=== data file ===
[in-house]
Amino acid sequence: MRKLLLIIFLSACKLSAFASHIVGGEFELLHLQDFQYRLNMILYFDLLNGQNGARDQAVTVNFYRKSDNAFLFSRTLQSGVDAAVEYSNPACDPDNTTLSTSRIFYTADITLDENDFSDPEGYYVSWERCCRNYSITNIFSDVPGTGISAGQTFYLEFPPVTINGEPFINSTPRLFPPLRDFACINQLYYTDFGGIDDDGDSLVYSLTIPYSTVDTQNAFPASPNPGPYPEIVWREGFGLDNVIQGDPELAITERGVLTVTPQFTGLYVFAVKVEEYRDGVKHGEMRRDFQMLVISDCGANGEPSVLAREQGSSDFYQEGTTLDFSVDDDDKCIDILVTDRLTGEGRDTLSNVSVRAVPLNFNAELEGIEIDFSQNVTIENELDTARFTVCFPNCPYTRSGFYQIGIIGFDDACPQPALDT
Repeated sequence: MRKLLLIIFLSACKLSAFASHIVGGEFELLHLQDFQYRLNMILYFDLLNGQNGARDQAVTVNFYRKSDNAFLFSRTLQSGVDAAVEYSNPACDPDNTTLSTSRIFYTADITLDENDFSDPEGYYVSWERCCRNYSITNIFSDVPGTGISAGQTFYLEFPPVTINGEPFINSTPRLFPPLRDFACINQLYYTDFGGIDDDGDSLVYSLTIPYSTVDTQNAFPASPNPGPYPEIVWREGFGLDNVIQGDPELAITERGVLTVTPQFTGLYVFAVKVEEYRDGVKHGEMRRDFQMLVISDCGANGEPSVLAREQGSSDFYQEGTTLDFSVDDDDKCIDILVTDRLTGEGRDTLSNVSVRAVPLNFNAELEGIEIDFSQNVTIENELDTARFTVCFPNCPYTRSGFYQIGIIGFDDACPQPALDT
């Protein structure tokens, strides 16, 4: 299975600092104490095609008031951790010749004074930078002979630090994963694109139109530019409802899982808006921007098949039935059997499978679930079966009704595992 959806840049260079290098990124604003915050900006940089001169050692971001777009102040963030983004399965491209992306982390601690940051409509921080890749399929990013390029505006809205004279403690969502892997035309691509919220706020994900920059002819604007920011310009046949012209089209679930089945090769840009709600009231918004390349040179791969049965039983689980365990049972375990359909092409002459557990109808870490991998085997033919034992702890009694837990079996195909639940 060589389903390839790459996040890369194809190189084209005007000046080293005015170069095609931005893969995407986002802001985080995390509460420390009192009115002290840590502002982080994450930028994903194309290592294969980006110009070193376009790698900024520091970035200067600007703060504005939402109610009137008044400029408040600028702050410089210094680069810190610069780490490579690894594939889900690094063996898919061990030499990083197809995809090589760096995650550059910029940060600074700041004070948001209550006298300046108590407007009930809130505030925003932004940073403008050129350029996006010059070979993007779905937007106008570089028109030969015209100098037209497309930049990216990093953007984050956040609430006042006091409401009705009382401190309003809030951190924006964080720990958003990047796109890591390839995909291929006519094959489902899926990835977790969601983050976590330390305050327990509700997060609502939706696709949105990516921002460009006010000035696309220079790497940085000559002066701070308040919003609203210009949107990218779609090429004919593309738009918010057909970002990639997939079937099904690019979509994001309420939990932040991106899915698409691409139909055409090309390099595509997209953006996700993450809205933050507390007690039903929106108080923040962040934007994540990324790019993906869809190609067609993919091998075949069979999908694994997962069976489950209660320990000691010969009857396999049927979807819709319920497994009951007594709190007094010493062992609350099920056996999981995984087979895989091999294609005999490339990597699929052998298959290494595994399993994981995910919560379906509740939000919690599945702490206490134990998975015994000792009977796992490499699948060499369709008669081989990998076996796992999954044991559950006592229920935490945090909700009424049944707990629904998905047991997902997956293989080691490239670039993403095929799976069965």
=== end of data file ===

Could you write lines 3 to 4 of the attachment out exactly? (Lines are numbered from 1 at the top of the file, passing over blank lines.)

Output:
Repeated sequence: MRKLLLIIFLSACKLSAFASHIVGGEFELLHLQDFQYRLNMILYFDLLNGQNGARDQAVTVNFYRKSDNAFLFSRTLQSGVDAAVEYSNPACDPDNTTLSTSRIFYTADITLDENDFSDPEGYYVSWERCCRNYSITNIFSDVPGTGISAGQTFYLEFPPVTINGEPFINSTPRLFPPLRDFACINQLYYTDFGGIDDDGDSLVYSLTIPYSTVDTQNAFPASPNPGPYPEIVWREGFGLDNVIQGDPELAITERGVLTVTPQFTGLYVFAVKVEEYRDGVKHGEMRRDFQMLVISDCGANGEPSVLAREQGSSDFYQEGTTLDFSVDDDDKCIDILVTDRLTGEGRDTLSNVSVRAVPLNFNAELEGIEIDFSQNVTIENELDTARFTVCFPNCPYTRSGFYQIGIIGFDDACPQPALDT
């Protein structure tokens, strides 16, 4: 299975600092104490095609008031951790010749004074930078002979630090994963694109139109530019409802899982808006921007098949039935059997499978679930079966009704595992 959806840049260079290098990124604003915050900006940089001169050692971001777009102040963030983004399965491209992306982390601690940051409509921080890749399929990013390029505006809205004279403690969502892997035309691509919220706020994900920059002819604007920011310009046949012209089209679930089945090769840009709600009231918004390349040179791969049965039983689980365990049972375990359909092409002459557990109808870490991998085997033919034992702890009694837990079996195909639940 060589389903390839790459996040890369194809190189084209005007000046080293005015170069095609931005893969995407986002802001985080995390509460420390009192009115002290840590502002982080994450930028994903194309290592294969980006110009070193376009790698900024520091970035200067600007703060504005939402109610009137008044400029408040600028702050410089210094680069810190610069780490490579690894594939889900690094063996898919061990030499990083197809995809090589760096995650550059910029940060600074700041004070948001209550006298300046108590407007009930809130505030925003932004940073403008050129350029996006010059070979993007779905937007106008570089028109030969015209100098037209497309930049990216990093953007984050956040609430006042006091409401009705009382401190309003809030951190924006964080720990958003990047796109890591390839995909291929006519094959489902899926990835977790969601983050976590330390305050327990509700997060609502939706696709949105990516921002460009006010000035696309220079790497940085000559002066701070308040919003609203210009949107990218779609090429004919593309738009918010057909970002990639997939079937099904690019979509994001309420939990932040991106899915698409691409139909055409090309390099595509997209953006996700993450809205933050507390007690039903929106108080923040962040934007994540990324790019993906869809190609067609993919091998075949069979999908694994997962069976489950209660320990000691010969009857396999049927979807819709319920497994009951007594709190007094010493062992609350099920056996999981995984087979895989091999294609005999490339990597699929052998298959290494595994399993994981995910919560379906509740939000919690599945702490206490134990998975015994000792009977796992490499699948060499369709008669081989990998076996796992999954044991559950006592229920935490945090909700009424049944707990629904998905047991997902997956293989080691490239670039993403095929799976069965």